Hilberg’s biggest contribution was his tome The Destruction of the European Jews, published in 1961. Running at a mere 1,388 pages, it works as well as a weapon, assuming you are strong enough to wield it, as it does a book on the Holocaust. Effectively, this is the book that started the intensive study of the Holocaust in the United States, and to some extent in Europe as well. This was based on his dissertation. But he had a really hard time getting it published. Many presses rejected it and finally it was Quadrangle Books that published it, a small press. In short, this was just not a topic that people wanted to talk about before the 1960s. And this wasn’t just anti-Semitism. Hannah Arendt herself advised Princeton University Press not to publish it. They didn’t like each other anyway. He hated her idea of the “banality of evil.” Moreover, Yad Vashem, Israel’s official Holocaust memorial organization, also refused to publish it because Hilberg didn’t center Jewish armed resistance enough for their tastes. Another piece of the initial hostility to all of this was the Cold War. In short, Cold War liberalism did not have a place in it for attacks on the West German political class, many of whom were at the very least complicit with the Nazis when these people were 20 years younger. Some hated this book for being ant-German, others for being anti-Jewish. Hilberg wrote lots of other books over his career too, all on the same topic, more or less.
So say this for Hilberg–he was no hack. He was going to tell this history the way he saw it no matter what Cold War liberals or Jewish nationalists wanted. And he just laid it out, especially the functioning of the Nazi machine. The man understood bureaucracy and centered it in his story. He was much more interested in how the Holocaust than why it happened. Maybe he just couldn’t quite go there. What he did focus on was how Jews often helped their own persecutors, which definitely was controversial at the time. Despite her initial reticence, Arendt found the book very influential and it played a major role in Eichmann in Jerusalem, published in 1963.
By the 1970s, the Holocaust was starting to take the position it does in American life that it holds today, which is as the key story of World War II and one that Americans hold a lot more dearly than they do in Europe or really anywhere else in the world outside of Israel of course. Hilberg had played a huge role in this. Jimmy Carter named him to the President’s Commission on the Holocaust in 1979. That is part of what laid the groundwork for the United States Holocaust Memorial Museum, for which Hilberg served on the governing board for many years. He was also the only scholar interviewed in Shoah, which I suppose I should watch one of these days, but who really wants to watch a film that long about the Holocaust at this point. I can’t say that I do. Later, Hilberg was a major critic of Daniel Goldhagen’s controversial 1996 book Hitler’s Willing Executioners, one of the most debated Holocaust books ever, as I remember from every literary magazine back when I started reading that stuff around that time. Basically, he not only said Goldhagen was an amateur hack, he said no one in the Political Science department at Harvard knew anything about the issue and so let him pass through with bad work. I will leave that debate to people who know more about it.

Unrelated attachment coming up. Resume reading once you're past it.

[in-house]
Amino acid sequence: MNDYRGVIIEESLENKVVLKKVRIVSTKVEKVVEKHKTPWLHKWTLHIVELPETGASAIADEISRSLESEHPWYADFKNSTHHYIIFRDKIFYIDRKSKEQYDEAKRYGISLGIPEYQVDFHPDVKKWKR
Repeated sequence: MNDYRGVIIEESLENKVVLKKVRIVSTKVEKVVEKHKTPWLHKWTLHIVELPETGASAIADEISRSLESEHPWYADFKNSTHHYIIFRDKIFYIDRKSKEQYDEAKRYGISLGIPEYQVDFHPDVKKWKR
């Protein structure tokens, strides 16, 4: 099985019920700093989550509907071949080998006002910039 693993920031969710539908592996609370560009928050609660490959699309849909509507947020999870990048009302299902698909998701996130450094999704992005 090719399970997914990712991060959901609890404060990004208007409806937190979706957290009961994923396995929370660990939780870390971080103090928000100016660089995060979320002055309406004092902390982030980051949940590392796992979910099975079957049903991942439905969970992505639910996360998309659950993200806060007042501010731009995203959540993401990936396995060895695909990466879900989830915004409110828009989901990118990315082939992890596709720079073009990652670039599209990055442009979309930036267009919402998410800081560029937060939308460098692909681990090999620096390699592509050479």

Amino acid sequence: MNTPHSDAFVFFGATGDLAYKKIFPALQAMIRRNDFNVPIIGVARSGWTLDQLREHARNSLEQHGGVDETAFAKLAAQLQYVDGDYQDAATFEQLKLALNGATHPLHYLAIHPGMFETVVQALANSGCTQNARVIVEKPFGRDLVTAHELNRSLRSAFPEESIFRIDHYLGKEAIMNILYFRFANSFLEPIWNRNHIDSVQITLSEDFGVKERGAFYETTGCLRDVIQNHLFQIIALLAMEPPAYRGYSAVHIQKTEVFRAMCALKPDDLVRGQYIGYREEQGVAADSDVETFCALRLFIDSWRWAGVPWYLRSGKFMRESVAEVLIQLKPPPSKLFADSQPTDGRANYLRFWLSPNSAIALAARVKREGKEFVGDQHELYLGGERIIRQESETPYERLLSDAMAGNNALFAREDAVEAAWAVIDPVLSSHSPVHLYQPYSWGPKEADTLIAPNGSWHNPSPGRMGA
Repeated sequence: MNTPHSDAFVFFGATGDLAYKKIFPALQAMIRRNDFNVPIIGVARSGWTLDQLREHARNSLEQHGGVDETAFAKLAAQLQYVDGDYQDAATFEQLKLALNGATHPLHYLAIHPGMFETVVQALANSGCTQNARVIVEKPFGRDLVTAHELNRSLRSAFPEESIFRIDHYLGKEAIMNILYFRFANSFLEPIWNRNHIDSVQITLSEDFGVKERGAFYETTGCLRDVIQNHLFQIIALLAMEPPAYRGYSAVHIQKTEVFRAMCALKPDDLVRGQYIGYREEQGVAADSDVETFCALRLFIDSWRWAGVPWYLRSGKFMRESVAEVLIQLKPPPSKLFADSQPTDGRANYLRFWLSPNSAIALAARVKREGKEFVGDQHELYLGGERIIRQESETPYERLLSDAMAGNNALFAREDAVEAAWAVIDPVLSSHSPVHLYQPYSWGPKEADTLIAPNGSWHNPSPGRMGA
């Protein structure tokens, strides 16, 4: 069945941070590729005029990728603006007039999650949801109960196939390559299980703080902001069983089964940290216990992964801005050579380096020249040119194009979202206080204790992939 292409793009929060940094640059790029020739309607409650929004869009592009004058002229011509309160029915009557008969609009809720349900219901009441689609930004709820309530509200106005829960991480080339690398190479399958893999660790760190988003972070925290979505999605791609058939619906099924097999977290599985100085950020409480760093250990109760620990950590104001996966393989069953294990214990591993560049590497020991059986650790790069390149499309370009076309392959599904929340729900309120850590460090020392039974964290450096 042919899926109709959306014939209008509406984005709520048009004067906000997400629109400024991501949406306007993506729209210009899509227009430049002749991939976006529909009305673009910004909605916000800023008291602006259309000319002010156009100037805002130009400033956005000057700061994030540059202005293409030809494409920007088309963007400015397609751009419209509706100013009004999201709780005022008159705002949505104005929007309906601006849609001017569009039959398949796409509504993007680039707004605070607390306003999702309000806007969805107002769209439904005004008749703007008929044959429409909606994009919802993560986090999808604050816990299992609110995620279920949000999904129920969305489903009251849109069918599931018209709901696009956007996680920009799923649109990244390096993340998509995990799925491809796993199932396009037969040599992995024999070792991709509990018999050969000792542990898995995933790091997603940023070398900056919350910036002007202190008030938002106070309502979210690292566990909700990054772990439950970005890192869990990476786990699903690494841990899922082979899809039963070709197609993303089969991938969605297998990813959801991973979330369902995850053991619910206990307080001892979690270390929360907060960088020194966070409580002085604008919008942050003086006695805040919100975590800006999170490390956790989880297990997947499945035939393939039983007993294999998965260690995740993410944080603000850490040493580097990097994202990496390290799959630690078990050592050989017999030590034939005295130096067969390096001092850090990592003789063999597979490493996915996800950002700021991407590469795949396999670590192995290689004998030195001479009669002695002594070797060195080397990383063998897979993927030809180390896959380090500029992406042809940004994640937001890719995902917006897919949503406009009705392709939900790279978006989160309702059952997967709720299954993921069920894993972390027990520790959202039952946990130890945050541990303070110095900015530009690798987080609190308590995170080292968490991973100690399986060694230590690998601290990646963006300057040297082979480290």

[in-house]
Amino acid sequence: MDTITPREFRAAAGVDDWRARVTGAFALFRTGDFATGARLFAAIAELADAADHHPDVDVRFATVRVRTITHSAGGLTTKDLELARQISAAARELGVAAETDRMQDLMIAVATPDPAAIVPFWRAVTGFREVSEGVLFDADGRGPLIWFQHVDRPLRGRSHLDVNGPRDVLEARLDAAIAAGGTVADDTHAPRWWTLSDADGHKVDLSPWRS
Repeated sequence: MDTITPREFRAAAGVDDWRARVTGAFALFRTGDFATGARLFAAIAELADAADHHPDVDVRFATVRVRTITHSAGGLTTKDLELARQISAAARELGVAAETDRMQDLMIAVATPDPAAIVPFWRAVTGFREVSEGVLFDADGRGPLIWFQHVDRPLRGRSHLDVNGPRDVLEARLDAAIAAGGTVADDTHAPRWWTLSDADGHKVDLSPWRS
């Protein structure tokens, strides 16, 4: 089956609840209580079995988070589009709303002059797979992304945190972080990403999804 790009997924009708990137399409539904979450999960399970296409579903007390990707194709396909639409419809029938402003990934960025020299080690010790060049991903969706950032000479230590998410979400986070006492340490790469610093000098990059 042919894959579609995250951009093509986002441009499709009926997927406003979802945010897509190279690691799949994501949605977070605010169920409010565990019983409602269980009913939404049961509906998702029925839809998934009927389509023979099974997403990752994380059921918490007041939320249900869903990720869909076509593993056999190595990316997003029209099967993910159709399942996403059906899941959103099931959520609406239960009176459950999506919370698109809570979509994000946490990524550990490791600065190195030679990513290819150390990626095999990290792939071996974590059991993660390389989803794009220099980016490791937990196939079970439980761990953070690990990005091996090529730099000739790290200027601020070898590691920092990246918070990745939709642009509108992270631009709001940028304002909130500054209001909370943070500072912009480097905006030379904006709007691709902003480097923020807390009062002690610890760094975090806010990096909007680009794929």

I am curious as to how Hilberg would have seen current events in Israel and the U.S. He was quite dismissive of the idea that anti-Semitism was making a comeback, openly deriding what he saw as ridiculously over-sensitive Jews in the 2000s. In 2007, shortly before his death, he called these worried the equivalent of “picking up a few pebbles from the past and throwing them at windows.”
Hilberg died in 2007, at the of 81. It was lung cancer, although he was not a smoker.
Raul Hilberg is buried in Scottsville Cemetery, Danby, Vermont.
If you would like this series to visit other scholars of the Holocaust, you can donate to cover the required expenses here. Lucy Dawidowicz is in Paramus, New Jersey and Richard Rubenstein is in Fairfield, Connecticut. Previous posts in this series are archived here and here.